Mary Grace Poe was born on September 3, 1968 in Iloilo City. Her biological parents are unknown, as she was found abandoned as a baby at the Jaro Metropolitan Cathedral, the main church of the city, by a woman named Chayong, also known as Sayong.

When the infant was discovered, the parish priest named her "Grace", because the priest believed that her discovery was through the grace of God. Although the church issued an announcement in the hopes that her biological mother would claim her, no one did so, and she was taken in by Chayong and her family.

Later on, she was passed on to Tessie Valencia, the unmarried daughter of a wealthy landowner from Bacolod, Negros Occidental who was friends with Chayong.

Valencia was also friends with Fernando Poe, Jr. and Jesusa Sonora (Susan Roces), who were newly married at the time. In particular, Valencia was a big fan of Roces, and she frequently made trips between Bacolod and Manila in order to visit her, bringing the baby along.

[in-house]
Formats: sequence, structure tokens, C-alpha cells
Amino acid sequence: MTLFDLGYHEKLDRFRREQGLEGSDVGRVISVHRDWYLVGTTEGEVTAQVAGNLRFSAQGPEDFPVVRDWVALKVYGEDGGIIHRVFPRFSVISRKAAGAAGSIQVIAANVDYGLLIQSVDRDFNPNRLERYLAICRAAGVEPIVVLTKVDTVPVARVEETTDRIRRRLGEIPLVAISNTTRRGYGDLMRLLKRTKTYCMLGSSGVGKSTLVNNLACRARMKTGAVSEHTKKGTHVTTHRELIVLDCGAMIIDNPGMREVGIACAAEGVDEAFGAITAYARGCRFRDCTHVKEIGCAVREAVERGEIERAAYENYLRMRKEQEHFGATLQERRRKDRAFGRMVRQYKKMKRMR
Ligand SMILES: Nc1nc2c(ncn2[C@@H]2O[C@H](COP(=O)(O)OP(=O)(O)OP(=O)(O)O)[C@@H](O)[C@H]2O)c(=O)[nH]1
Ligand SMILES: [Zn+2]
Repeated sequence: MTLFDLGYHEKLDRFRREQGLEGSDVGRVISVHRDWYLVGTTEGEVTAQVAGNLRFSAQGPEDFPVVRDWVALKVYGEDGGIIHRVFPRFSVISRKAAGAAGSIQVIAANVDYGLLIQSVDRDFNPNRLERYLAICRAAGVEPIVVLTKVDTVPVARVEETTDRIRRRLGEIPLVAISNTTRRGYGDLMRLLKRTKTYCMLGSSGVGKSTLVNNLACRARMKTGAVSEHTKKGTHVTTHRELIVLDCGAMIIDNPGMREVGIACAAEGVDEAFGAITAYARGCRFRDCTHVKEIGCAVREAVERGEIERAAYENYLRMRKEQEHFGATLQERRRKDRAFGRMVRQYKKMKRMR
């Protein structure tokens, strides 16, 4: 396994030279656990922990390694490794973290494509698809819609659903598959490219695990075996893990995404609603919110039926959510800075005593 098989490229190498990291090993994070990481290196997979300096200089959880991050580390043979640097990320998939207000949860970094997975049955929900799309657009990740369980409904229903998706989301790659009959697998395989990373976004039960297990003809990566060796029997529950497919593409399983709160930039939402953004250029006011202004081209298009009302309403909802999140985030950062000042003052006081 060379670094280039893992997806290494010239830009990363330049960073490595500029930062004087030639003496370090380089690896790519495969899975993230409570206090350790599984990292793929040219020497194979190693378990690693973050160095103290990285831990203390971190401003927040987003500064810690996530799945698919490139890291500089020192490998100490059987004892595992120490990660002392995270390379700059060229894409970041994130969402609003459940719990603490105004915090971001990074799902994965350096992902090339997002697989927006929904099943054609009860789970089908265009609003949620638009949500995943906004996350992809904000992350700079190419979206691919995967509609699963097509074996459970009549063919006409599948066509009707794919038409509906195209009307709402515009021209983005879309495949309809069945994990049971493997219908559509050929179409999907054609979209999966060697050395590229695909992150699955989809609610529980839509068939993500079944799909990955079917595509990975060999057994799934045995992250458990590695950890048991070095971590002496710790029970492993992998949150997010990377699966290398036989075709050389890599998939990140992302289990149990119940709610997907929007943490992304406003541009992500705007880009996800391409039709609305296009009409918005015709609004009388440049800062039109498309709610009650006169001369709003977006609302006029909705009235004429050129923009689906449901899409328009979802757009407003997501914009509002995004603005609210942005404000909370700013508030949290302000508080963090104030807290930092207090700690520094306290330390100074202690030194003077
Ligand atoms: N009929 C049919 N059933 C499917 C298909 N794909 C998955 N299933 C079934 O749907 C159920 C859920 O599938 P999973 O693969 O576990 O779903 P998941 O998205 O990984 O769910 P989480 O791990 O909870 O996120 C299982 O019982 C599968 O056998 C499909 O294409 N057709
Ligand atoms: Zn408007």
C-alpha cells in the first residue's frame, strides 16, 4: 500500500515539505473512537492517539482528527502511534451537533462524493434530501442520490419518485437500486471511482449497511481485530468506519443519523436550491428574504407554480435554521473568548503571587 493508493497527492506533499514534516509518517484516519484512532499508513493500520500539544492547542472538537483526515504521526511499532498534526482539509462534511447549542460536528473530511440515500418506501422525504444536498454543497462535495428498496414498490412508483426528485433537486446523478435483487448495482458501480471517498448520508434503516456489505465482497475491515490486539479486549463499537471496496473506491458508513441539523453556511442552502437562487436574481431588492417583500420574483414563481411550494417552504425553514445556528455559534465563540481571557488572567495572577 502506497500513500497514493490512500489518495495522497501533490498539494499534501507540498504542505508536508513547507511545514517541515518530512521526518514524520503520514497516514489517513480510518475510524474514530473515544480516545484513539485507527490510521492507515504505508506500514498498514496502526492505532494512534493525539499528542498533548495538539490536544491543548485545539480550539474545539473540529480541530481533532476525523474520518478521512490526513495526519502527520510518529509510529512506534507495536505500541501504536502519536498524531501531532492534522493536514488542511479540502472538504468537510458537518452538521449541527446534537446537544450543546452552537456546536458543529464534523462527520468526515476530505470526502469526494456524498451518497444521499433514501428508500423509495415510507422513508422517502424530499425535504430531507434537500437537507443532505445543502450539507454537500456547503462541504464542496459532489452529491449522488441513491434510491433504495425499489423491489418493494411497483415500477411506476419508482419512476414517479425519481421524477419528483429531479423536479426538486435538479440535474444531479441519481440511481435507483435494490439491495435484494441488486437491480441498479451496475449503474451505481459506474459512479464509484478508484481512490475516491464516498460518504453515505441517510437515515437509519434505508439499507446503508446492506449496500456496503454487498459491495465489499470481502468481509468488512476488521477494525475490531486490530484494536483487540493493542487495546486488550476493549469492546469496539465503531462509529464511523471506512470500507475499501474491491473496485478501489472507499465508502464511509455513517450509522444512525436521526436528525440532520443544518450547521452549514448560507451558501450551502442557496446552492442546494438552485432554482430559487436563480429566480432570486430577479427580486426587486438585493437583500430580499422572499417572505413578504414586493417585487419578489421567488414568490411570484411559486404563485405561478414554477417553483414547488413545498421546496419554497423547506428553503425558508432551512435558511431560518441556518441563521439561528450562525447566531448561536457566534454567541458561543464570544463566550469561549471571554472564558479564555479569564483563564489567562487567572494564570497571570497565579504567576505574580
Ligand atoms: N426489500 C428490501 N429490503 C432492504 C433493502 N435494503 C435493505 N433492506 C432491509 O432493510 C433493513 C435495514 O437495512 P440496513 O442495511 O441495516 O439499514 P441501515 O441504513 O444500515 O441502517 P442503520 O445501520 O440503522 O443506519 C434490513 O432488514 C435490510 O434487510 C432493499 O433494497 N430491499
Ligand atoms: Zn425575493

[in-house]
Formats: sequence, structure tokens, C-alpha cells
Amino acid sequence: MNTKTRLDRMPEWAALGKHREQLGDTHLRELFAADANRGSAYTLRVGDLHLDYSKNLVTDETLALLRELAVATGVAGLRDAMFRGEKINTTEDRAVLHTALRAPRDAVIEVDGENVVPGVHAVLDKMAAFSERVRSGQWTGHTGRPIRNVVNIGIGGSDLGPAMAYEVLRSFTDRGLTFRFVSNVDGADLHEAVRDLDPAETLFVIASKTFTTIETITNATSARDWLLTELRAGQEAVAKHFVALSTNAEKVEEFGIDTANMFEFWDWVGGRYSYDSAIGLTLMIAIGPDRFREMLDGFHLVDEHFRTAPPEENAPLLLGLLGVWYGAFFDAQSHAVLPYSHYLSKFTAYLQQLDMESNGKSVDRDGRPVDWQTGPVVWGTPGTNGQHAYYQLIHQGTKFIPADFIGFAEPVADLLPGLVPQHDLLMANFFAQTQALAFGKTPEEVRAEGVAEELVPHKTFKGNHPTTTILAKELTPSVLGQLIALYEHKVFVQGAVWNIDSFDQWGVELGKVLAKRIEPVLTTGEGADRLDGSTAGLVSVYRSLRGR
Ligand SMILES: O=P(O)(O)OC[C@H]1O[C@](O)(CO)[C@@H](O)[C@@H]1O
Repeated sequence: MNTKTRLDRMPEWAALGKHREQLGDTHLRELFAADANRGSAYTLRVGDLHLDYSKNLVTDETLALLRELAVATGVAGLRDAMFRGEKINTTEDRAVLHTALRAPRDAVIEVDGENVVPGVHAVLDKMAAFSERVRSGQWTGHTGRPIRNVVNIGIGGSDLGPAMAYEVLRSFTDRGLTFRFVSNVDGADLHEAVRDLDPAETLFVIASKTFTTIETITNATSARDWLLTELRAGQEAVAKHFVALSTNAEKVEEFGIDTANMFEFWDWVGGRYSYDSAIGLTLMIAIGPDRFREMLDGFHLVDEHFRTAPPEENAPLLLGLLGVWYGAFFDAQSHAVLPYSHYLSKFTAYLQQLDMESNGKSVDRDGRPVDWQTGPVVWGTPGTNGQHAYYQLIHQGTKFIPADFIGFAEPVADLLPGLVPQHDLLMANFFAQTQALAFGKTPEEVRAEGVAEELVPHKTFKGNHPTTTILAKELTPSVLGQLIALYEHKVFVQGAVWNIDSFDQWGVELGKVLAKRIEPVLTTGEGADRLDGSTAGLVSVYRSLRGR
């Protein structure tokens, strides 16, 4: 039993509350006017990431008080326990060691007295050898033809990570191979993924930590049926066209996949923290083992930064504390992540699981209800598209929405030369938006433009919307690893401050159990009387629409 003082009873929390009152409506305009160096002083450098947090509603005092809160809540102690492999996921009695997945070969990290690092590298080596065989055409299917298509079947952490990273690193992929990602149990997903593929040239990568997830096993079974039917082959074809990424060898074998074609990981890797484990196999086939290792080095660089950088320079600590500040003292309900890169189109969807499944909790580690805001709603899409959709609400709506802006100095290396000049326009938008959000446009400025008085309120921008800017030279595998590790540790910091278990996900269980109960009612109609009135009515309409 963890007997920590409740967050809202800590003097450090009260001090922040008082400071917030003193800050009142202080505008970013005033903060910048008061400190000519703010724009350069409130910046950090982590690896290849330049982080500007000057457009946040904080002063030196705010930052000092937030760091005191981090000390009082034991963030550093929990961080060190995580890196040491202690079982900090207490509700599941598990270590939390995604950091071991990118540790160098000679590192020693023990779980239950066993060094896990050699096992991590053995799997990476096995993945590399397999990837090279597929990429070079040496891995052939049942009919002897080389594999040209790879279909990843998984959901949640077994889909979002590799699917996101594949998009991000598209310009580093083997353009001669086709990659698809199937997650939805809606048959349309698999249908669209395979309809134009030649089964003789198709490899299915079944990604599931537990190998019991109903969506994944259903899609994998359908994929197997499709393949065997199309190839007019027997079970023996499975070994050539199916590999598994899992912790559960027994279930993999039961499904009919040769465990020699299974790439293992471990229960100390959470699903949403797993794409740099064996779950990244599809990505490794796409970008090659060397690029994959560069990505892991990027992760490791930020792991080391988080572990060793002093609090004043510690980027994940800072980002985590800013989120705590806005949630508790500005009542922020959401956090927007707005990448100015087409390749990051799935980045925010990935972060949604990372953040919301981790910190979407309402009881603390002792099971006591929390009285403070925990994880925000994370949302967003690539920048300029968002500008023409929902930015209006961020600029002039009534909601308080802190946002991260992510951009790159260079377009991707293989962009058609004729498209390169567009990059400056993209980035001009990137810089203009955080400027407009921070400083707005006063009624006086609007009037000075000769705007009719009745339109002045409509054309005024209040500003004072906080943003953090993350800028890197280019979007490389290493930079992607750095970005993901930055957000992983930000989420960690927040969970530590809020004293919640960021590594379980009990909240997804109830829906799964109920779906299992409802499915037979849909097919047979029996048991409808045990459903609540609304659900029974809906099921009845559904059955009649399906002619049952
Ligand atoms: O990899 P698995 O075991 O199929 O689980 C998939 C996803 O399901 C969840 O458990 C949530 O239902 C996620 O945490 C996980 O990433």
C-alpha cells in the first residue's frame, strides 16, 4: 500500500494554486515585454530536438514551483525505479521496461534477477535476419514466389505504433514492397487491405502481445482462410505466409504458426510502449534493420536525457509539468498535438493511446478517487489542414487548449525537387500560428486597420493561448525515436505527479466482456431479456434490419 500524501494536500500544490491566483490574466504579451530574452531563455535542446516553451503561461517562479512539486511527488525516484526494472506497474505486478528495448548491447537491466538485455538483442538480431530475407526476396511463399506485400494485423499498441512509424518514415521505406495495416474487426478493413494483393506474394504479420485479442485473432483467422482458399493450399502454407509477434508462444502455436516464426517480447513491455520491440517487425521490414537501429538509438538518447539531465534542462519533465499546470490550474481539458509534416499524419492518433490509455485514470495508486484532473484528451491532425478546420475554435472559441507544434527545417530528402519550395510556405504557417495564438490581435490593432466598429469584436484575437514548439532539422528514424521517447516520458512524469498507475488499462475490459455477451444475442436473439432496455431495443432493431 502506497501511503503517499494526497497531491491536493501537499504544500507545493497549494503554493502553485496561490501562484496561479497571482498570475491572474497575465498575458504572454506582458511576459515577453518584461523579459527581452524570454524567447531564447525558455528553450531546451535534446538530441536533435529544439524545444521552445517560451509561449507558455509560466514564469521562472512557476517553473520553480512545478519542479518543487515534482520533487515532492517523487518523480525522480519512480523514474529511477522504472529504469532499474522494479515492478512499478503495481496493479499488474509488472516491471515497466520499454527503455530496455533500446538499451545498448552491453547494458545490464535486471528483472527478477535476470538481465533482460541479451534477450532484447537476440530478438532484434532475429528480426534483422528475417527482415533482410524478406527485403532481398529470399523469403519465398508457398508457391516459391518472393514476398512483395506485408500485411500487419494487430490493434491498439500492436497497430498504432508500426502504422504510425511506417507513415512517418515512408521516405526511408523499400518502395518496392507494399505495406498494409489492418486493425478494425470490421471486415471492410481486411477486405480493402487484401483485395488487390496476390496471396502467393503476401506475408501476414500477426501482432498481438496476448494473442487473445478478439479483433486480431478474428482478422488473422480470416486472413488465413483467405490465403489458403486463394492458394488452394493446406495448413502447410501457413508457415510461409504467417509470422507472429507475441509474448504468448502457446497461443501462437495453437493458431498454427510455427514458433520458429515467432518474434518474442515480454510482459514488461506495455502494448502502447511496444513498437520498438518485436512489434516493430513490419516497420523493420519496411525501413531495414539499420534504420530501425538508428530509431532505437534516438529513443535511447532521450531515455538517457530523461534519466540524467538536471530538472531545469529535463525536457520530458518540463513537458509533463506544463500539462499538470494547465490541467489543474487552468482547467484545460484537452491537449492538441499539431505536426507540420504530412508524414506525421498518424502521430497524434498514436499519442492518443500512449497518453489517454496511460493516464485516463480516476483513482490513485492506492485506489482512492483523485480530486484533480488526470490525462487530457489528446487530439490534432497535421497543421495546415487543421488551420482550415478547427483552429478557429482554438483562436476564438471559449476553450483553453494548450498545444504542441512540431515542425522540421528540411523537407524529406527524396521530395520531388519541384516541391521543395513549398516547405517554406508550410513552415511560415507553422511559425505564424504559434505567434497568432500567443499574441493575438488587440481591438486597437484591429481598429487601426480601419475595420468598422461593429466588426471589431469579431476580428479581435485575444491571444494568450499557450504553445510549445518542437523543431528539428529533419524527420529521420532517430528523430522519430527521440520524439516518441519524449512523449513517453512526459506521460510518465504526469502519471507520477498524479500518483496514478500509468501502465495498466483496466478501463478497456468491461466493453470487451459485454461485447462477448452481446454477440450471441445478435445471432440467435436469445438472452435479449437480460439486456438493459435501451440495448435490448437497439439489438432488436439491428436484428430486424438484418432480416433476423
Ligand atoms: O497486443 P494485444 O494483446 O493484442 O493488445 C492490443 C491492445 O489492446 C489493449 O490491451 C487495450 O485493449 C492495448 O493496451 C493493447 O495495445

The couple took her in thereafter after Valencia decided that the baby would be better off growing up with a full set of parents in the Philippines rather than raising her as a single parent in the United States, where she was moving to.

Chayong originally was hesitant letting Poe and Roces adopt the baby because she was not familiar with them, having entrusted the baby to Valencia, but was convinced by Jaime Sin, then serving as Archbishop of Jaro, to let the couple adopt her.

Poe was later legally adopted by the couple after further efforts to search for her biological parents failed,[4] and attended Saint Paul College Makati for her elementary education.

Poe grew up in the shadow of her parents, with her father starring in several action films throughout the 1970s, and her mother also being regarded as an accomplished actress in her own right. She grew up watching her father from the sets of his movies—even playing minor roles in some of them, such as the daughter of Paquito Diaz's character in Durugin si Totoy Bato (Crush Totoy Bato), and as a street child in Dugo ng Bayan (Blood of the Nation).